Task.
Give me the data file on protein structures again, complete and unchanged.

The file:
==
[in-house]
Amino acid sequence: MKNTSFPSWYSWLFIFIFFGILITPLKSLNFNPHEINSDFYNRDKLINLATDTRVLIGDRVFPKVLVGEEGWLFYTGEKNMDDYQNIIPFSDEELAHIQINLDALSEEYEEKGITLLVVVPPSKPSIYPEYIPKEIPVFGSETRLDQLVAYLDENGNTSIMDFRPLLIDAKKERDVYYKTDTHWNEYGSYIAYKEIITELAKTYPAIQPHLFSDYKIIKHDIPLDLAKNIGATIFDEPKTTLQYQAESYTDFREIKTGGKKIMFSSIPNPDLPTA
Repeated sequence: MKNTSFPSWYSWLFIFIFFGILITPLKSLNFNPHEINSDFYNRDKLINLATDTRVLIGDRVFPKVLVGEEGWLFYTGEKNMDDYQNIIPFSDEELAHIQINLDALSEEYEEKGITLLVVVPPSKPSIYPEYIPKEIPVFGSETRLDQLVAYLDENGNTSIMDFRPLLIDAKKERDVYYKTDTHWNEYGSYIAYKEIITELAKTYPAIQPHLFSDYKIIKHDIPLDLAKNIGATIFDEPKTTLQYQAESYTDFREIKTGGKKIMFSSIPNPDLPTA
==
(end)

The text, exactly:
[in-house]
Amino acid sequence: MKNTSFPSWYSWLFIFIFFGILITPLKSLNFNPHEINSDFYNRDKLINLATDTRVLIGDRVFPKVLVGEEGWLFYTGEKNMDDYQNIIPFSDEELAHIQINLDALSEEYEEKGITLLVVVPPSKPSIYPEYIPKEIPVFGSETRLDQLVAYLDENGNTSIMDFRPLLIDAKKERDVYYKTDTHWNEYGSYIAYKEIITELAKTYPAIQPHLFSDYKIIKHDIPLDLAKNIGATIFDEPKTTLQYQAESYTDFREIKTGGKKIMFSSIPNPDLPTA
Repeated sequence: MKNTSFPSWYSWLFIFIFFGILITPLKSLNFNPHEINSDFYNRDKLINLATDTRVLIGDRVFPKVLVGEEGWLFYTGEKNMDDYQNIIPFSDEELAHIQINLDALSEEYEEKGITLLVVVPPSKPSIYPEYIPKEIPVFGSETRLDQLVAYLDENGNTSIMDFRPLLIDAKKERDVYYKTDTHWNEYGSYIAYKEIITELAKTYPAIQPHLFSDYKIIKHDIPLDLAKNIGATIFDEPKTTLQYQAESYTDFREIKTGGKKIMFSSIPNPDLPTA